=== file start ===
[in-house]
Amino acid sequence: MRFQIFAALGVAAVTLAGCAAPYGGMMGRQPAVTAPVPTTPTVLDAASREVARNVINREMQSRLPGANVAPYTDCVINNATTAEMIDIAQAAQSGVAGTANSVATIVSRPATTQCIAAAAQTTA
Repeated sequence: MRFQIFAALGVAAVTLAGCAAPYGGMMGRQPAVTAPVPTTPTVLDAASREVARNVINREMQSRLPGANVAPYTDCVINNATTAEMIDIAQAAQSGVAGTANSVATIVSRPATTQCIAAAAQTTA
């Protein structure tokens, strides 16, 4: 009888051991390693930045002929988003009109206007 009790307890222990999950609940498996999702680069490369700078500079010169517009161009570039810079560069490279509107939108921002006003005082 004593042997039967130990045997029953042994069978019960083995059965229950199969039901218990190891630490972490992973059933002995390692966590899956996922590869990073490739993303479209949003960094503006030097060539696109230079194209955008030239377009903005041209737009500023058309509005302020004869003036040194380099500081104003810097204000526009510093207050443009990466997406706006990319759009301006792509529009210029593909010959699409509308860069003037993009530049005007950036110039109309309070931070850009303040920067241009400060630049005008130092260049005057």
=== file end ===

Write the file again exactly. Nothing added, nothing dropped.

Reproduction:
[in-house]
Amino acid sequence: MRFQIFAALGVAAVTLAGCAAPYGGMMGRQPAVTAPVPTTPTVLDAASREVARNVINREMQSRLPGANVAPYTDCVINNATTAEMIDIAQAAQSGVAGTANSVATIVSRPATTQCIAAAAQTTA
Repeated sequence: MRFQIFAALGVAAVTLAGCAAPYGGMMGRQPAVTAPVPTTPTVLDAASREVARNVINREMQSRLPGANVAPYTDCVINNATTAEMIDIAQAAQSGVAGTANSVATIVSRPATTQCIAAAAQTTA
């Protein structure tokens, strides 16, 4: 009888051991390693930045002929988003009109206007 009790307890222990999950609940498996999702680069490369700078500079010169517009161009570039810079560069490279509107939108921002006003005082 004593042997039967130990045997029953042994069978019960083995059965229950199969039901218990190891630490972490992973059933002995390692966590899956996922590869990073490739993303479209949003960094503006030097060539696109230079194209955008030239377009903005041209737009500023058309509005302020004869003036040194380099500081104003810097204000526009510093207050443009990466997406706006990319759009301006792509529009210029593909010959699409509308860069003037993009530049005007950036110039109309309070931070850009303040920067241009400060630049005008130092260049005057």